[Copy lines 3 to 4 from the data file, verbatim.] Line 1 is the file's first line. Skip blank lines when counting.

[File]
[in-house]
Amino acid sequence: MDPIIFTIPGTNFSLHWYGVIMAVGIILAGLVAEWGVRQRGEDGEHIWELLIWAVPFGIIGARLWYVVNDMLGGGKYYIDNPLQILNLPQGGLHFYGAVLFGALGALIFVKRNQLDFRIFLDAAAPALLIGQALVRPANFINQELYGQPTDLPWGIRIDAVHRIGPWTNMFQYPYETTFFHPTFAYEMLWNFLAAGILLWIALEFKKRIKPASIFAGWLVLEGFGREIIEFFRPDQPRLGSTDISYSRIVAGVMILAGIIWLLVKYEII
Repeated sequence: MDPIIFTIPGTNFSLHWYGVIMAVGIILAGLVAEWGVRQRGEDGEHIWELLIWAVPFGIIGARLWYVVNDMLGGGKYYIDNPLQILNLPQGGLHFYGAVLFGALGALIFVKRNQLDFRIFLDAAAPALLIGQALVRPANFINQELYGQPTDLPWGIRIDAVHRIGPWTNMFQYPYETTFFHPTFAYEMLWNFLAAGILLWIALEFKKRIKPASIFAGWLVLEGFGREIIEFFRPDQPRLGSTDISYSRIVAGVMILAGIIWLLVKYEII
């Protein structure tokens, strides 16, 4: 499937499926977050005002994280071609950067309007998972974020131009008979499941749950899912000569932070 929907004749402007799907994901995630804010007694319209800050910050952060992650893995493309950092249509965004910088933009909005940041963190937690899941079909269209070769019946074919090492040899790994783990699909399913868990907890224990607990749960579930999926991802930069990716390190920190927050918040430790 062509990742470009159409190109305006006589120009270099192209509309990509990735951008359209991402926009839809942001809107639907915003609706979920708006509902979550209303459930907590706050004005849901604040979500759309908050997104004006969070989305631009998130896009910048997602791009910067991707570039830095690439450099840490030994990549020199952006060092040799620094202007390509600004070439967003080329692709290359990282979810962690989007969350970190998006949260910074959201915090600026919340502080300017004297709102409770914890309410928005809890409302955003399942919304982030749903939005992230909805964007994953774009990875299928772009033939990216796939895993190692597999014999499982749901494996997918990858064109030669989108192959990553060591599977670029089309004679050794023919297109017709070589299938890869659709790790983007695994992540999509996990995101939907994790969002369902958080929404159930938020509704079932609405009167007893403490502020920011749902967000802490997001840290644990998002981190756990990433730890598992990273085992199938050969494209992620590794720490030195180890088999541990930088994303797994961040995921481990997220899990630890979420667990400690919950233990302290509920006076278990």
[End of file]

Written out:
Repeated sequence: MDPIIFTIPGTNFSLHWYGVIMAVGIILAGLVAEWGVRQRGEDGEHIWELLIWAVPFGIIGARLWYVVNDMLGGGKYYIDNPLQILNLPQGGLHFYGAVLFGALGALIFVKRNQLDFRIFLDAAAPALLIGQALVRPANFINQELYGQPTDLPWGIRIDAVHRIGPWTNMFQYPYETTFFHPTFAYEMLWNFLAAGILLWIALEFKKRIKPASIFAGWLVLEGFGREIIEFFRPDQPRLGSTDISYSRIVAGVMILAGIIWLLVKYEII
């Protein structure tokens, strides 16, 4: 499937499926977050005002994280071609950067309007998972974020131009008979499941749950899912000569932070 929907004749402007799907994901995630804010007694319209800050910050952060992650893995493309950092249509965004910088933009909005940041963190937690899941079909269209070769019946074919090492040899790994783990699909399913868990907890224990607990749960579930999926991802930069990716390190920190927050918040430790 062509990742470009159409190109305006006589120009270099192209509309990509990735951008359209991402926009839809942001809107639907915003609706979920708006509902979550209303459930907590706050004005849901604040979500759309908050997104004006969070989305631009998130896009910048997602791009910067991707570039830095690439450099840490030994990549020199952006060092040799620094202007390509600004070439967003080329692709290359990282979810962690989007969350970190998006949260910074959201915090600026919340502080300017004297709102409770914890309410928005809890409302955003399942919304982030749903939005992230909805964007994953774009990875299928772009033939990216796939895993190692597999014999499982749901494996997918990858064109030669989108192959990553060591599977670029089309004679050794023919297109017709070589299938890869659709790790983007695994992540999509996990995101939907994790969002369902958080929404159930938020509704079932609405009167007893403490502020920011749902967000802490997001840290644990998002981190756990990433730890598992990273085992199938050969494209992620590794720490030195180890088999541990930088994303797994961040995921481990997220899990630890979420667990400690919950233990302290509920006076278990």